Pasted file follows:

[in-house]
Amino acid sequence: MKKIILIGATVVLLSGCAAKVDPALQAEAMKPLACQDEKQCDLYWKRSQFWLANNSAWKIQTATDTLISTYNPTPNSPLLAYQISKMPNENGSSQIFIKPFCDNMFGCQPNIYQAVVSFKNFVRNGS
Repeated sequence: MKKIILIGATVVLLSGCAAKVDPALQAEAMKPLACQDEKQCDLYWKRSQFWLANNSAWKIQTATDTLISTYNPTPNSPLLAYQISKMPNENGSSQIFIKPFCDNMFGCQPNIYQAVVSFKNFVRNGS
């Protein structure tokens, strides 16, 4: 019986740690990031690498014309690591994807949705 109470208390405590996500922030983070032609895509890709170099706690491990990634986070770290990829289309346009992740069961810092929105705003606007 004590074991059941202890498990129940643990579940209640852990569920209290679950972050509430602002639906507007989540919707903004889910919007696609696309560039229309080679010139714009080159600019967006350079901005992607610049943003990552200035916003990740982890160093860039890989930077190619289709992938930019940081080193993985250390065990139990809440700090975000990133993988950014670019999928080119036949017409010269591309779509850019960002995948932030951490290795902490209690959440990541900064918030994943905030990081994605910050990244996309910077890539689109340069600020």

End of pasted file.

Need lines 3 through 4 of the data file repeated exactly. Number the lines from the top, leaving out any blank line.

Repeated sequence: MKKIILIGATVVLLSGCAAKVDPALQAEAMKPLACQDEKQCDLYWKRSQFWLANNSAWKIQTATDTLISTYNPTPNSPLLAYQISKMPNENGSSQIFIKPFCDNMFGCQPNIYQAVVSFKNFVRNGS
């Protein structure tokens, strides 16, 4: 019986740690990031690498014309690591994807949705 109470208390405590996500922030983070032609895509890709170099706690491990990634986070770290990829289309346009992740069961810092929105705003606007 004590074991059941202890498990129940643990579940209640852990569920209290679950972050509430602002639906507007989540919707903004889910919007696609696309560039229309080679010139714009080159600019967006350079901005992607610049943003990552200035916003990740982890160093860039890989930077190619289709992938930019940081080193993985250390065990139990809440700090975000990133993988950014670019999928080119036949017409010269591309779509850019960002995948932030951490290795902490209690959440990541900064918030994943905030990081994605910050990244996309910077890539689109340069600020």